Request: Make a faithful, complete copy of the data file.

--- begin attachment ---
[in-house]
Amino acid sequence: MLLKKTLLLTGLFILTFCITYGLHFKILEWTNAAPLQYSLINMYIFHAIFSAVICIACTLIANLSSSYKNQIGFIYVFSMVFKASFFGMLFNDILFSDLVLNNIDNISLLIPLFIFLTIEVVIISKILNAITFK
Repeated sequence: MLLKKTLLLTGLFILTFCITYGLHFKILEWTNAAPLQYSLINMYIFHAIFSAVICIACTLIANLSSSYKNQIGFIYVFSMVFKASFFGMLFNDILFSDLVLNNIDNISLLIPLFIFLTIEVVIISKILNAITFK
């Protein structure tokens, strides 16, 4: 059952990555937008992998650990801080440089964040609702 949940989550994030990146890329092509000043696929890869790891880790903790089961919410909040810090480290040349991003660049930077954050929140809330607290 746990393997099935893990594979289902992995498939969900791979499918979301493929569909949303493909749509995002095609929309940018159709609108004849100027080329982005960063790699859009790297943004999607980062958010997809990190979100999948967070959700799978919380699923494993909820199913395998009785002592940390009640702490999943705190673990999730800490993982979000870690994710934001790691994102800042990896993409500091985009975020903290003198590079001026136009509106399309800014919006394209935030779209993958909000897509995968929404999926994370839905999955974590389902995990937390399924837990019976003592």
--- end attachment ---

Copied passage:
[in-house]
Amino acid sequence: MLLKKTLLLTGLFILTFCITYGLHFKILEWTNAAPLQYSLINMYIFHAIFSAVICIACTLIANLSSSYKNQIGFIYVFSMVFKASFFGMLFNDILFSDLVLNNIDNISLLIPLFIFLTIEVVIISKILNAITFK
Repeated sequence: MLLKKTLLLTGLFILTFCITYGLHFKILEWTNAAPLQYSLINMYIFHAIFSAVICIACTLIANLSSSYKNQIGFIYVFSMVFKASFFGMLFNDILFSDLVLNNIDNISLLIPLFIFLTIEVVIISKILNAITFK
């Protein structure tokens, strides 16, 4: 059952990555937008992998650990801080440089964040609702 949940989550994030990146890329092509000043696929890869790891880790903790089961919410909040810090480290040349991003660049930077954050929140809330607290 746990393997099935893990594979289902992995498939969900791979499918979301493929569909949303493909749509995002095609929309940018159709609108004849100027080329982005960063790699859009790297943004999607980062958010997809990190979100999948967070959700799978919380699923494993909820199913395998009785002592940390009640702490999943705190673990999730800490993982979000870690994710934001790691994102800042990896993409500091985009975020903290003198590079001026136009509106399309800014919006394209935030779209993958909000897509995968929404999926994370839905999955974590389902995990937390399924837990019976003592």